Janey Fellows Brie Gettleson & Melissa Amezcua Yepiz presented their most recent works based on the 2011/2012 Janey Summer Fellowship they were awarded. See titles and abstracts below:
Brie Gettleson: Living la Mano Dura: Neomilitarismo in Guatemala’s newest presidency
This paper is concerned with neomilitarism in Guatemala. Through two anecdotes taken from my field notes generated by 14 months of ethnographic research from February 2011 to April 2012 and earlier preliminary visits, I focus specifically on the activities of new president Otto Perez Molina and his efforts to transform Guatemala into a security state, officially in response to the increasingly visible role of the country as a transit state in inter-American narcotics trafficking. This paper argues against the following widely circulated dominant narratives: 1) increasing the use of the Guatemalan army for domestic security is beneficial for the safety of Guatemalans and that militarization’s primary de facto function is citizen safety; 2) the return of a military man to power signals a reversal, or should be read in anyway as ironic,, given Guatemala’s recent history. By narrowly focusing on two incidents from my research, as well as the recent election of former general Otto Perez Molina to the presidency, I explore both potential and actual consequences of the Guatemalan army’s deployment in the name of citizen security and it’s place in the saga of Guatemalan politics.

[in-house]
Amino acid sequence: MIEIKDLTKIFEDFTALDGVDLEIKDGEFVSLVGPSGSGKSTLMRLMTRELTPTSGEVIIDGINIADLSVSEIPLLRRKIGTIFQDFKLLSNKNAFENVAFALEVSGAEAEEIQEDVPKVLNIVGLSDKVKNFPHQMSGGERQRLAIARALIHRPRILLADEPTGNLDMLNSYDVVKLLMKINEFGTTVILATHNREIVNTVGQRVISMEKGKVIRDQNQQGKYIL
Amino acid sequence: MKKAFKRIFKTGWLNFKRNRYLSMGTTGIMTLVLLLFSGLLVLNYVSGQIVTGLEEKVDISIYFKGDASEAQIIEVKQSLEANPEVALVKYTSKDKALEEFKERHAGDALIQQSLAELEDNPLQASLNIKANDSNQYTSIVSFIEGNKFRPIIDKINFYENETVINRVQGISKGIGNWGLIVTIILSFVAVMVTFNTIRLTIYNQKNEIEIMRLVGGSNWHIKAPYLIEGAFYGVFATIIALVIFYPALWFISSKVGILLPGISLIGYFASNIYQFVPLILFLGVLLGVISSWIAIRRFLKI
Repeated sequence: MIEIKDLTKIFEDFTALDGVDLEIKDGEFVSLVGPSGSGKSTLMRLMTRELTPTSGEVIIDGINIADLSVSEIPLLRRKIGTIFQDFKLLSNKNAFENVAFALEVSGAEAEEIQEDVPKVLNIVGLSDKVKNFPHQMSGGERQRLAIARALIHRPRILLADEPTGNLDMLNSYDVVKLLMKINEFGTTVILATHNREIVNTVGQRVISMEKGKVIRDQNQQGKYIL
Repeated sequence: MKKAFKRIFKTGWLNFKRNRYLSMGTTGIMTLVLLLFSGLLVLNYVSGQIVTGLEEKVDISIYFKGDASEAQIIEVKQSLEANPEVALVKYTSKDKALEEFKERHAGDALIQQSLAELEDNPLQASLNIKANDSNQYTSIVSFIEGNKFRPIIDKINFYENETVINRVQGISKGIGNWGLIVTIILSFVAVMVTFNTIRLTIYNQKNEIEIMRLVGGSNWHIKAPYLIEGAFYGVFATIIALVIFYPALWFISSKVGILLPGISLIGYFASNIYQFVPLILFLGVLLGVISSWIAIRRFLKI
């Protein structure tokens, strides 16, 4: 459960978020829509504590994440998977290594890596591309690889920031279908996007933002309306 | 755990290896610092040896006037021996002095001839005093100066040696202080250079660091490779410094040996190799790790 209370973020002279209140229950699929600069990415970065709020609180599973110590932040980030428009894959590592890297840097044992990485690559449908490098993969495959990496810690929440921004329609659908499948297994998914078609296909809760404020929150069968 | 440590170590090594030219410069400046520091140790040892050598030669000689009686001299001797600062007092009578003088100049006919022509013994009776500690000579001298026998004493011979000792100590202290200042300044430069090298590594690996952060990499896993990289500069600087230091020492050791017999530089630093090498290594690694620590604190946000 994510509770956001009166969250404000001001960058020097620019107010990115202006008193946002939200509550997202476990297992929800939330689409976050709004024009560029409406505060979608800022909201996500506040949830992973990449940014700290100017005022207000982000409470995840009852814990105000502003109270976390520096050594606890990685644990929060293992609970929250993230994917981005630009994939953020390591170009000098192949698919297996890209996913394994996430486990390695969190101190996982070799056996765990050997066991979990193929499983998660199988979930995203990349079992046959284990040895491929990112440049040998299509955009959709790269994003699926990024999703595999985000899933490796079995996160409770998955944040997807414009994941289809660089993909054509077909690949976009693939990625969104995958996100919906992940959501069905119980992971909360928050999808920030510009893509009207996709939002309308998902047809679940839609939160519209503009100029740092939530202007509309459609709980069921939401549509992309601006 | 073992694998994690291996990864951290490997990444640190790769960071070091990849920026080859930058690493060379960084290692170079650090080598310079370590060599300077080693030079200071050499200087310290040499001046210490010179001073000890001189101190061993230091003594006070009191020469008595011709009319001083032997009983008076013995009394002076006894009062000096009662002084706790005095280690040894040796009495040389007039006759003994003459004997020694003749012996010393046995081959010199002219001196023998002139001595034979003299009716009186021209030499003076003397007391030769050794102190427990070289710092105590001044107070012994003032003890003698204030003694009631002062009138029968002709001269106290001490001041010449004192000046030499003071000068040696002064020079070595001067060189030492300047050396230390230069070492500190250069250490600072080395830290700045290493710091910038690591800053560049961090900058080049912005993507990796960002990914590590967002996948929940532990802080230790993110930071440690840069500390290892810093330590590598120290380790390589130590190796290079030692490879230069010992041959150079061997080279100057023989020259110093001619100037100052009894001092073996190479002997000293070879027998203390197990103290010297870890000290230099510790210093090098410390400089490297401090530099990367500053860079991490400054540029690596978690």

Melissa Amezcua Yepiz- Imagining and Instituting the People: The dilemmas of Popular Sovereignty in Postrevolutionary Mexico. 1929-1946,
Abstract: The idea that ‘sovereignty resides in the people’ is the animating spirit of modern democracies, but also an enduring dilemma in democratic politics. It makes the People, the ultimate source of political legitimacy, yet the nature and contours of the People remain the foci of contestation. This paper presents the framework for an examination of this puzzle in light of postrevolutionary Mexico looking at the different ways in which Mexicans understood and practiced popular sovereignty. The first part presents the research plan and the contemporary debate around popular sovereignty and in particular the problem of the ‘elusiveness’ of the People. The second part outlines five events/moments in postrevolutionary Mexico that illustrate the diverse ways in which Mexicans construed popular sovereignty and that I examine as tentative case studies for the project.
Friday, April 7th 2012
History Conference Room